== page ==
Imports

These are some imports that are required for code on this page to work properly.

{-# OPTIONS --cubical #-}

open import Cubical.Foundations.Prelude
open import Data.Bool
open import Data.Unit
open import Data.Empty

¬_ : Set → Set
¬ A = A → ⊥

infix 4 _≢_
_≢_ : ∀ {A : Set} → A → A → Set
x ≢ y  =  ¬ (x ≡ y)


The other day, I was trying to prove true ≢ false in Agda. I would write the statement like this:

true≢false : true ≢ false


For many “obvious” statements, it suffices to just write refl since the two sides are trivially true via rewriting. For example:

open import Data.Nat
1+2≡3 : 1 + 2 ≡ 3
1+2≡3 = refl


This is saying that using the way addition is defined, we can just rewrite the left side so it becomes judgmentally equal to the right:

-- For convenience, here's the definition of addition:
-- _+_ : Nat → Nat → Nat
-- zero  + m = m
-- suc n + m = suc (n + m)

• 1 + 2
• suc zero + suc (suc zero)
• suc (zero + suc (suc zero))
• suc (suc (suc zero))
• 3

However, in cubical Agda, naively using refl with the inverse statement doesn’t work. I’ve commented it out so the code on this page can continue to compile.

-- true≢false = refl


It looks like it’s not obvious to the interpreter that this statement is actually true. Why is that

## Intuition

Well, in constructive logic / constructive type theory, proving something is false is actually a bit different. You see, the definition of the not operator, or $\neg$, was:

-- ¬_ : Set → Set
-- ¬ A = A → ⊥


The code is commented out because it was already defined at the top of the page in order for the code to compile.

This roughly translates to, “give me any proof of A, and I’ll produce a value of the bottom type.” Since the bottom type $\bot$ is a type without values, being able to produce a value represents logical falsehood. So we’re looking for a way to ensure that any proof of true ≢ false must lead to $\bot$.

The strategy here is we define some kind of “type-map”. Every time we see true, we’ll map it to some arbitrary inhabited type, and every time we see false, we’ll map it to empty.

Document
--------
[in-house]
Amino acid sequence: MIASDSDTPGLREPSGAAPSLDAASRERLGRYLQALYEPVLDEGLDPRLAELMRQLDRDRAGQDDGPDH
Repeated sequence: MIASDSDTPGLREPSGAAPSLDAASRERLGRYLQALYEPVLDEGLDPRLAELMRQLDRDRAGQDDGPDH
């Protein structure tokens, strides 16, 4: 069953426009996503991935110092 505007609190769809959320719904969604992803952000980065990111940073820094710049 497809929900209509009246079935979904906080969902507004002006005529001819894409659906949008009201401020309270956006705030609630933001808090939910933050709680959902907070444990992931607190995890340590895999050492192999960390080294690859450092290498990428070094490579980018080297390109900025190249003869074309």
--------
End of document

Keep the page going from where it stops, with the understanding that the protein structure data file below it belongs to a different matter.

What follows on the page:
bool-map : Bool → Type
bool-map true = ⊤
bool-map false = ⊥


This way, we can use the fact that transporting over a path (the path supposedly given to us as the witness that true ≢ false) will produce a function from the inhabited type we chose to the empty type!

true≢false p = transport (λ i → bool-map (p i)) tt


I used true here, but I could equally have just used anything else:

bool-map2 : Bool → Type
bool-map2 true = 1 ≡ 1
bool-map2 false = ⊥

true≢false2 : true ≢ false
true≢false2 p = transport (λ i → bool-map2 (p i)) refl


## Note on proving divergence on equivalent values

Let’s make sure this isn’t broken by trying to apply this to something that’s actually true:

data NotBool : Type where
true1 : NotBool
true2 : NotBool
same : true1 ≡ true2


In this data type, we have a path over true1 and true2 that is a part of the definition of the NotBool type. Since this is an intrinsic equality, we can’t map true1 and true2 to divergent types. Let’s see what happens:

notbool-map : NotBool → Type
notbool-map true1 = ⊤
notbool-map true2 = ⊥


Ok, we’ve defined the same thing that we did before, but Agda gives us this message:

Errors:
Incomplete pattern matching for notbool-map. Missing cases:
notbool-map (same i)
when checking the definition of notbool-map


Agda helpfully notes that we still have another case in the inductive type to pattern match on. Let’s just go ahead and give it some value:

notbool-map (same i) = ⊤


If you give it ⊤, it will complain that ⊥ != ⊤ of type Type, but if you give it ⊥, it will also complain! Because pattern matching on higher inductive types requires a functor over the path, we must provide a function that satisfies the equality notbool-map true1 ≡ notbool-map true2, which unless we have provided the same type to both, will not be possible.

So in the end, this type NotBool → Type is only possible to write if the two types we mapped true1 and true2 can be proven equivalent. But this also means we can’t use it to prove true1 ≢ true2, which is exactly the property we wanted to begin with.